Director: Walter Hill
Writer: Walter Hill, Alessandro Camon, Alexis Nolent
Producer: Joel Silver
Cast: Sylvester Stallone, Sung Kang, Sarah Shahi, Adewale Akinnuoye-Agbaje, Christian Slater, Jason Momoa
Running Time: 91 min.
By Mighty Peking Man
Walter Hill, the acclaimed director of some of the most greatest, testerone-filled films (Warriors, 48 Hours and Last Man Standing) of our time returns with Bullet to the Head, his first theatrical release in over 10 years.
Based on Alexis Nolent’s French graphic novel Du Plomb Dans La Tete, Bullet to the Head stars Sylvester Stallone as a tough New Orleans hitman who teams up with a by-the-book police officer (Fast Five’s Sung Kang) to bring down a ruthless enemy they want for their own reasons.
Have you ever woke up extra early for work to avoid traffic, only to realize your car keys have been misplaced, which in turn makes you more late than you’ve ever been? Or maybe instead of having a pizza delivered, you decide to cook yourself a healthy dinner, which resulted in your house being burnt to the ground? Well, that’s what Bullet to the Head is. It’s the blueprint for what should have been a nice little action flick, but the finished product is a complete disaster. What a waste of a perfect recipe: an in-your-face title based on a cool comic book; a prolific director who is worshipped by genre buffs around the globe; and a respected, tatted up action star who physically looks like he’s still on his peak of manhood, despite being 66 years old. It’s also R-rated for violence, which is always a positive thing.
Even though I was looking forward to Bullet to the Head, my expectations were moderately low. I wasn’t looking for originality or clever dialogue. I wasn’t expecting Hill to re-create the magic of 48 Hours or even Another 48 Hours. After watching The Expendables and its sequel, all I wanted was a decent action movie from Stallone. Basically, I wanted something along the lines of Tango & Cash.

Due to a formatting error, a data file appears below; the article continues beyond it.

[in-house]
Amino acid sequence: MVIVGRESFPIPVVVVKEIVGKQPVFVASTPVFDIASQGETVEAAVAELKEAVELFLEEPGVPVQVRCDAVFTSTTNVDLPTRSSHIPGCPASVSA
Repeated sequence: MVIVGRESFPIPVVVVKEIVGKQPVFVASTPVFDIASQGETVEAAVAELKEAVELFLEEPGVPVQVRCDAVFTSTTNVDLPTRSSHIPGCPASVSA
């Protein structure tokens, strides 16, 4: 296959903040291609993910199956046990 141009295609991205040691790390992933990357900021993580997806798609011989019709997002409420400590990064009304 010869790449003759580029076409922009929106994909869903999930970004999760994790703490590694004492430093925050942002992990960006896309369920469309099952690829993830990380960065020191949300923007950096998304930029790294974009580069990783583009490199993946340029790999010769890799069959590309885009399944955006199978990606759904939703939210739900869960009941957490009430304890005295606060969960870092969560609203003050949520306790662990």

The main problem with Bullet to the Head is everything. There’s not a single hair of chemistry between any of the actors no matter how you mix and match them. The plot is basic, yet the way it’s presented makes it a clusterf*ck that passes from one scene to the next. There’s a style with the way it was edited (sped up/slowed down panning with sound effects and more nonsense I’d rather not describe) that makes it appear as if it was filmed in the late 90s. After about 20 minutes in, I lost interest in the plot and I no longer cared for the characters or anything they were saying or doing. I was this close to walking out of the theater and I’ve never walked out of a theater before.
The only way I can recommend Bullet to the Head is if I told someone to fast-forward to the action scenes, which are tight and brutal (which is why I gave the movie a 3/10, instead of a 0/10). But then again, this isn’t exactly a Jackie Chan flick from 1985, nor is it The Raid, so the fight scenes alone aren’t worth your time. With that said, I can’t recommend it unless you’re in it for pure curiosity.
At this point of his “action” career, Stallone needs to star and direct another Rambo movie, because the last one he did was a flawless victory. Sung Kang needs to buy less v-necks and stick to minor roles in those Fast & Furious films, because his presence, at least in this movie, is that of a card board cut out of himself. I almost hate to admit this, but even though Jason Momoa’s (Conan the Barbarian) charisma lies closer to the Barbarian Brothers than Arnold Schwarzenegger, he’s the best thing about Bullet to the Head.
As for Walter Hill? I think Quentin Tarantino said it best: “I think directors are like boxers. They need to know when to hang up the gloves.”
Mighty Peking Man’s Rating: 3/10